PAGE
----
PARIS — Fifty years to the day after the Stonewall Uprising in New York City became a touchstone of the LGBT movement, four years after the Supreme Court made same-sex marriage a nationwide right and three days after President Trump called her out on Twitter for protesting his policies (including those toward the gay community), Megan Rapinoe celebrated Pride Month in the most Megan Rapinoe of ways. She cut through the cacophony of noise that surrounds her these days, delivering a rainbow-hued performance for the ages in the U.S.’s 2-1 World Cup quarterfinal victory over France on Friday.
Every time you wonder if Rapinoe can handle the challenge that she has embraced—to be not just a world-class athlete but a force for social change in a turbulent time—she somehow finds a way to rise to the occasion.
On Friday, that meant facing the most intense atmosphere of this or any Women’s World Cup—taking on the home team, in Paris, at a sold-out Parc des Princes—and scoring both U.S. goals to send the French fans and players home in tricolore tears. Rapinoe bent a fifth-minute free kick through a thicket of bodies into the net for yet another early U.S. goal in this tournament, and in the 65th minute she emphatically finished a glorious U.S. counterattack that included sterling work by both Alex Morgan and Tobin Heath to set her up.
When asked afterward if she was motivated by Pride Month, Rapinoe, who is currently dating WNBA star Sue Bird, smiled. “Go gays!” she said. “You can’t win a championship without gays on your team, it’s never been done before. Science right there! … To be gay and fabulous during Pride Month at the World Cup is nice.”
It certainly didn’t surprise anyone that the U.S. president singled out Rapinoe on Twitter this week—honestly, it felt inevitable—after a months-old video was released on Monday in which Rapinoe said she wouldn’t go to “the f—king White House.” (She later apologized for swearing but stood by her White House position.) But it’s also worth specifying exactly what happens when Trump includes Rapinoe’s Twitter handle–the right one–in a post; he knows it will stoke hundreds of thousands of his followers (and plenty of Russian bots) in a chorus of (at best) criticism over her patriotism and (at worst) volleys of hate speech against her—and, yes, her sexual orientation.
Trump apparently doesn’t understand power imbalances. And yet Rapinoe’s own power keeps rising, every single day, thanks to moments like Friday.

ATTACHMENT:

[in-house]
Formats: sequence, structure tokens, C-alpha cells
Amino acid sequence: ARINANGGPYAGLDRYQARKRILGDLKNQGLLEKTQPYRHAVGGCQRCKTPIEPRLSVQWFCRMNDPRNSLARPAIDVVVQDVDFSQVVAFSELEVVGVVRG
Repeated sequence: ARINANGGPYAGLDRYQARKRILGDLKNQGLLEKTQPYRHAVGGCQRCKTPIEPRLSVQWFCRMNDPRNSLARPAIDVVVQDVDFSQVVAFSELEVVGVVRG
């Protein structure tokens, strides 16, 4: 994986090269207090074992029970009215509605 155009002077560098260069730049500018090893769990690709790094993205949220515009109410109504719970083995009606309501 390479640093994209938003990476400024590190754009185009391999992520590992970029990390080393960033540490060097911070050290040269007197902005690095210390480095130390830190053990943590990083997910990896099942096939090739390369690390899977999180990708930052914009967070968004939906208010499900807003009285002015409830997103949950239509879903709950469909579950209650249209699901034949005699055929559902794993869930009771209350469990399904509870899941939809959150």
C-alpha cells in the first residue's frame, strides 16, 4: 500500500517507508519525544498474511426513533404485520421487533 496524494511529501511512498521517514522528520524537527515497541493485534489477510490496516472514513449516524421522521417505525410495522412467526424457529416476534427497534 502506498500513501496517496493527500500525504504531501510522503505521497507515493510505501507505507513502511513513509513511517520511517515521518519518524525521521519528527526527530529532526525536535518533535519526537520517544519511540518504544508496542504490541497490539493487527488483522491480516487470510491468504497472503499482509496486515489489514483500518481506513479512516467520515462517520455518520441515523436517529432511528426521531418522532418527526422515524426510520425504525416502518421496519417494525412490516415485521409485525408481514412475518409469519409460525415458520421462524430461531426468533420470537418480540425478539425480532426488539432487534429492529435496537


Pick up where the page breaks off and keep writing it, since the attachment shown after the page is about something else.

“I don’t really get energized by haters or all that,” Rapinoe said after the game. “I feel like there’s so many more people that love me, so I’m like, ‘Hey, keep loving me, this is great!’ I’m more energized by that. And there was obviously tons of support from the group, friends and family. You want to come out and have a great performance and take the chances that are given to you.”
The U.S. certainly didn’t dominate possession in this game, and the Americans often had five players on the back line, which France coach Corinne Diacre said was a big surprise to her. But the U.S. defense held firm. Julie Ertz especially was a rock in her defensive midfield role, and the fullbacks (Crystal Dunn and Kelley O’Hara) had their best game of the tournament, neutralizing much of France’s wide threats and using their speed to close the gap whenever the French wingers got free.
U.S. coach Jill Ellis made the head-scratching choice of keeping Lindsey Horan (one of the world’s best midfielders) on the bench in favor of Sam Mewis—Ellis said it was based “on form”—but the U.S. still won the game against a team that many had picked to beat the Americans after a 3-1 French friendly victory in January in Le Havre.
But Diacre said something meaningful after the game. The U.S., she explained, is a completely different team in major tournaments than it is during friendlies. That might explain why France has been able to beat the U.S. outside major tournaments but never in one, a streak that continued on Friday.
"Such a big performance by our group tonight,” Rapinoe said. “Obviously, we didn’t have the best night on the ball, but the focus defensively and the discipline to do what we did tonight is tremendous. And we were ruthless on our chances. Moving on to the next round is all that matters—in a game that we’ll never forget in Paris.”
It’s also clear that Rapinoe feels empowered by the support she has inside the U.S. team, which comes from the coaching staff and every player.
“Pinoe is just an amazing teammate,” Morgan said after the game. “She’s like the heart of this team … Everything that has been going on is just noise. When you step on the field, it’s us, the 23.”
Added Ellis, about the uproar around Rapinoe: “It almost just feeds her. She’s just a big personality, both on and off the pitch. And I think she thrives in these moments. I can’t get 2011 out of my mind, the ball she played to Abby Wambach [against Brazil]. It just has always sat with me. Even when we have young players come in, I always say, ‘Ask Megan about those moments.’ Because there’s a never-say-die attitude. She loves and lives for those moments. The bigger the stage, the more she’s going to respond.”
There has been growth on Rapinoe’s part, too. She’s more worldly than she used to be. When the U.S. played France at the 2012 Olympics, Rapinoe kept talking about “Tiny” until she was finally asked: “Who’s Tiny?” She meant the French player Gaetane Thiney.
In the years since, Rapinoe played for Lyon and learned some French. And so, on Friday night, she said in a perfect French accent: C’est magnifique ce soir.
Tonight it’s magnificent.
To be gay and fabulous during Pride Month at the World Cup is nice.